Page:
Feeds:
Posts
Comments

Archive for the ‘Recipes’ Category

Stomach Problems

Digestion begins the minute we put food in our mouths. Caring for our teeth and gums is an essential part of the whole process. Digestion is the single most important factor in overall health.

Some common signs of a poorly functioning digestive system include:

  • Flatulence or belching
  • Nausea
  • Pain anywhere in the digestive tract
  • Undigested food in the stool
  • Offensive breath
  • Constipation (less than one bowel movement per day)
  • Chronic diarrhea or loose stools
  • Lethargy or depression after meals
  • Food cravings other than normal hunger
  • Lack of satisfaction after meals

Some things that effect digestion include:

  • The use of antibiotics and other medications such as NSAIDs
  • Chronic stress
  • Diets high in refined and processed foods
  • Diets low in Omega 3 and high in Omega 6 fatty acids
  • Chronic infections
  • Food intolerances
  • Excessive alcohol consumption

Ways to support digestion include:

  1. Chew your food thoroughly.
  2. Relax and take time to enjoy your meals.
  3. Eat whole foods and avoid processed, packaged and refined foods.
  4. Incorporate some bitters into your diet. Bitter foods stimulate digestive secretions, which help you to improve digestion and help to improve nutrient absorption. (Think salads with bitter greens before a meal.)
  5. Avoid drinking beverages, to include water, when you are eating as these interfere with digestion by diluting digestive secretions.
  6. Avoid refined sugar. Choose healthy sweeteners to include honey or pure maple syrup.

Some Herbs that Help to Support Digestion:

Elm bark (Ulmus spp.) – helps to soothe irritated tissue

Marshmallow root (Althea officinalis) – aids in soothing, toning and healing tissue as well as reducing inflammation.

Chamomile (Matricaria recutita) – Chamomile initially comes across as sweet, but if steeped for more than 5 minutes it takes on a certain bitterness. This bitterness helps to improve digestion, while the herb itself relaxes the digestive tract relieving cramping, spasms and reducing inflammation.

Peppermint (Mentha piperita) – helps to reduce inflammation and relieve digestive tension and spasms.

Calendula (Calendula officinalis) – helps to reduce inflammation, relieve tension from spasms and helps to heal the tissue.

Fennel seed (Foeniculum vulgaris) -reduces spasms, tension, gas, bloating and inflammation.

Licorice root (Glycyrrhiza glabra) – soothes tissue, reduces inflammation and tension from spasms.

Dandelion Root (Taraxacum officinalis) – a traditional bitter herb that helps to stimulate digestive secretions, improves elimination and acts on the liver and gallbladder.

spoons and spices

Digestive Formula

¼ cup Coriander seeds

¼ cup Anise seeds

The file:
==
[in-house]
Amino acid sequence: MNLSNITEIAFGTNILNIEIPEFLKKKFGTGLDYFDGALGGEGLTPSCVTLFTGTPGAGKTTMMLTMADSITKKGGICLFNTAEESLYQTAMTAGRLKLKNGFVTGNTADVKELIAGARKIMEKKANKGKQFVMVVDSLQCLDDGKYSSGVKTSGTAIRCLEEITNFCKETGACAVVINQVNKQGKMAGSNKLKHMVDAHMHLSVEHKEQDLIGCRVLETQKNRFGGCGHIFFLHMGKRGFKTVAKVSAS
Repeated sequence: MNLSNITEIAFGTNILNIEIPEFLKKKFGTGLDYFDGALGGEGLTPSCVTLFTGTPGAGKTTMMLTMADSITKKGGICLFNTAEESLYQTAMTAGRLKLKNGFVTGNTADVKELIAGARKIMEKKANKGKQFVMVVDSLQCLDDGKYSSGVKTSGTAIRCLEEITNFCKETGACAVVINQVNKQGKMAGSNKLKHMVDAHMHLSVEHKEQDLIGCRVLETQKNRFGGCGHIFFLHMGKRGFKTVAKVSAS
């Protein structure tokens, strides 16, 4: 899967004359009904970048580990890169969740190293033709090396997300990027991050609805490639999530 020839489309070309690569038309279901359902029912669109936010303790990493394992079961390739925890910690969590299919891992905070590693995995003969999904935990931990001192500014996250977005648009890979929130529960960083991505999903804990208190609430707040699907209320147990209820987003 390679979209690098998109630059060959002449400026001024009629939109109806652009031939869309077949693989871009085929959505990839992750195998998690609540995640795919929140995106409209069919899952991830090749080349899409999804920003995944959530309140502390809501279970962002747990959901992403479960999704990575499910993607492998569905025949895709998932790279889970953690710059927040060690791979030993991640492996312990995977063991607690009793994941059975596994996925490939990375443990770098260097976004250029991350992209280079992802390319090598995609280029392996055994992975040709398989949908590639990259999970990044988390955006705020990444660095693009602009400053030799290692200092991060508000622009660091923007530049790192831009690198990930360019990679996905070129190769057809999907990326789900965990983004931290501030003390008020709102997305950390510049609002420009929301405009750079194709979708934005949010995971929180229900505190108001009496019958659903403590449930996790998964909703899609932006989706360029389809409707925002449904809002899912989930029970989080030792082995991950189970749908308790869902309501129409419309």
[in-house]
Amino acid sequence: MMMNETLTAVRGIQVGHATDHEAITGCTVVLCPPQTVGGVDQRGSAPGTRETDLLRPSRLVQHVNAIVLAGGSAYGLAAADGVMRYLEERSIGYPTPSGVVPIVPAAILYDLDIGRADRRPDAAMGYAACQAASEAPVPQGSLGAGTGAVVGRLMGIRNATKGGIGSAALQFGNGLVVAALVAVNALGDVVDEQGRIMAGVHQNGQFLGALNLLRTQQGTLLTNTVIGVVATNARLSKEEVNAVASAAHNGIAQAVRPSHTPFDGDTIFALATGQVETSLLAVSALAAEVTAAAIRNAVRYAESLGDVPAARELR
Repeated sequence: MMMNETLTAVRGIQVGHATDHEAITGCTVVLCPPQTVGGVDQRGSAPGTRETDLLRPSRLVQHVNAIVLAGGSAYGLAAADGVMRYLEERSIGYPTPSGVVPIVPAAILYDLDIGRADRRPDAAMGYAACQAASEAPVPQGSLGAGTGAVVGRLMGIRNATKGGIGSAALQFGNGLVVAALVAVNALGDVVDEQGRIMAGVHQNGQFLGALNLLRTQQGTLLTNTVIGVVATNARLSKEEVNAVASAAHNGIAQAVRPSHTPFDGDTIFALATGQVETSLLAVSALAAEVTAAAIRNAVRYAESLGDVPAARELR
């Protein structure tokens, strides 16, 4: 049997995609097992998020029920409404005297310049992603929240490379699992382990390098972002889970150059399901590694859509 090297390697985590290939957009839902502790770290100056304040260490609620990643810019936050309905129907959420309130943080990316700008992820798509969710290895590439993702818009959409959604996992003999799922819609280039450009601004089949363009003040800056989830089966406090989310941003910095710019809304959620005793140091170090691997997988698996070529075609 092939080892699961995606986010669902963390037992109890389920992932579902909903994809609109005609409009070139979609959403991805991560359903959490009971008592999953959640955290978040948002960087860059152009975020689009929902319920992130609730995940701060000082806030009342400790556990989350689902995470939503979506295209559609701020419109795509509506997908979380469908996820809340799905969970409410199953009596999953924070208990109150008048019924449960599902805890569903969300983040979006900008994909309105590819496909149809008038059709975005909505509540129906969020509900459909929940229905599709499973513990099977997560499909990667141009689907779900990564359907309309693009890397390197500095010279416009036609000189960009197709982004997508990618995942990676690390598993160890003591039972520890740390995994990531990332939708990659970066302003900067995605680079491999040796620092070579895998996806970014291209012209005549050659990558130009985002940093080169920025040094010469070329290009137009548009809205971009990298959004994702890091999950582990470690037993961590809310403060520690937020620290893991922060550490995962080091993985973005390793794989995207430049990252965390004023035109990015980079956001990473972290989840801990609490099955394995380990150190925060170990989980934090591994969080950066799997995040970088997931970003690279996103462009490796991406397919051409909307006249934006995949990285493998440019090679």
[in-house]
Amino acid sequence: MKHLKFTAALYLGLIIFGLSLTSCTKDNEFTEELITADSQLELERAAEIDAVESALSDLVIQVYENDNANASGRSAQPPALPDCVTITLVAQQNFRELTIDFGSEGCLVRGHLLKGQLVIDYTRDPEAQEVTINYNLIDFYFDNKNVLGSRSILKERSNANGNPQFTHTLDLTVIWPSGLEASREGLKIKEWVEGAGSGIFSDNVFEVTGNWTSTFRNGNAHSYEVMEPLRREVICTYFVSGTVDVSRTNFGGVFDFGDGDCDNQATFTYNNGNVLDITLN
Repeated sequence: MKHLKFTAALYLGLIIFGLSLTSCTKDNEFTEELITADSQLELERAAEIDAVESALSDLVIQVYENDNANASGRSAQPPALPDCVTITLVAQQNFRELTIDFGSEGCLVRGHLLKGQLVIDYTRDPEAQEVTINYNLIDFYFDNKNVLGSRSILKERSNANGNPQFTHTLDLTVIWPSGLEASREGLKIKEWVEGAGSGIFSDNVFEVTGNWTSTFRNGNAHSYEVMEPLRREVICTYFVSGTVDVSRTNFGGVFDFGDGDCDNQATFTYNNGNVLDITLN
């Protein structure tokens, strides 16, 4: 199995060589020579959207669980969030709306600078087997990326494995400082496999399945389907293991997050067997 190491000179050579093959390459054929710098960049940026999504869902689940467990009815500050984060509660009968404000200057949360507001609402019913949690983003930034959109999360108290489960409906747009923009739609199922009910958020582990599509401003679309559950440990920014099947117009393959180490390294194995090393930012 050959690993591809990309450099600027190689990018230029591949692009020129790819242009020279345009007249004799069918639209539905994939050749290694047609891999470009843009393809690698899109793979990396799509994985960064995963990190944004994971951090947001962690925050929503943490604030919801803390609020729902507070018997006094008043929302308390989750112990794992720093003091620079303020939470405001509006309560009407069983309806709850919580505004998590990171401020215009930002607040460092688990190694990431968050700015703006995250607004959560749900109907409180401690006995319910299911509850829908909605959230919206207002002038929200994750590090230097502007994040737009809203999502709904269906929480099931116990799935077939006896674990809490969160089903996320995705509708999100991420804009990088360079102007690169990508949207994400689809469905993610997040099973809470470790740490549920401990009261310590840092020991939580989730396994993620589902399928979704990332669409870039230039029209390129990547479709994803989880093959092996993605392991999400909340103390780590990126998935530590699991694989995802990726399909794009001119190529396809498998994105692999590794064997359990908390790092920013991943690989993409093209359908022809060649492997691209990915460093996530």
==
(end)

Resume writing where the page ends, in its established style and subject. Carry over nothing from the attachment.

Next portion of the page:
¼ cup Dill seeds

Brandy

Honey

Quart jar

PREPARATION:

  1. Crush the herbs, place them in a jar.
  2. Completely cover the herbs with brandy
  3. Add approximately ¼ to ½ cup of honey to the jar.
  4. Set the jar aside and allow the mixture to sit for 4 weeks.
  5. After waiting the allotted time, strain off the herbs and re-bottle.

Indicated for flatulence, bloating, abdominal pain and spasms.

Adult dose = ½ – 1 tsp in water every hour or as needed

To Learn more about supporting the body as a whole, check out my Free eBook, “The Family Herbal Formulary”. CLICK HERE

Advertisements

Read Full Post »

There’s nothing like a wonderful soup or stew during the cold winter month’s to help warm your belly and pick up your spirit.  I absolutely love making homemade broths as a base for my soups and stews.  Grandma was right on the money when she recommended chicken soup for, “what ever ail’s ya”.  Hearty and healthy, broth’s are a powerhouse of nutrition and a wonderful way to build up your immune system.  What better way to get your vitamins and minerals than to enjoy a rich and delicious soup.

When I make homemade broth for my family I feel like I’m making them “a pot full of love”, because I know that I am nourishing them from the inside out.  I like to start my broth off with the finest quality ingredients I can find.  If I am not growing it at home I like to buy local organic produce.  I also like to add loads of nourishing herbs and mushrooms to enhance the nutrient value and to help give the immune system a boost.

I start my broth off with organic grass fed/free range beef or chicken bones.  The bones are full of lots of nutrients that are extracted while cooking.  Traditionally, all parts of an animal were used in one way or another.  Unfortunately, these days we disgard the bones and miscellaneous parts of the animal and miss out on all the wonderful goodness that these, “not so choice” parts have to offer.  Today I am using beef neck bones that I was fortunate enough to be given by some friends.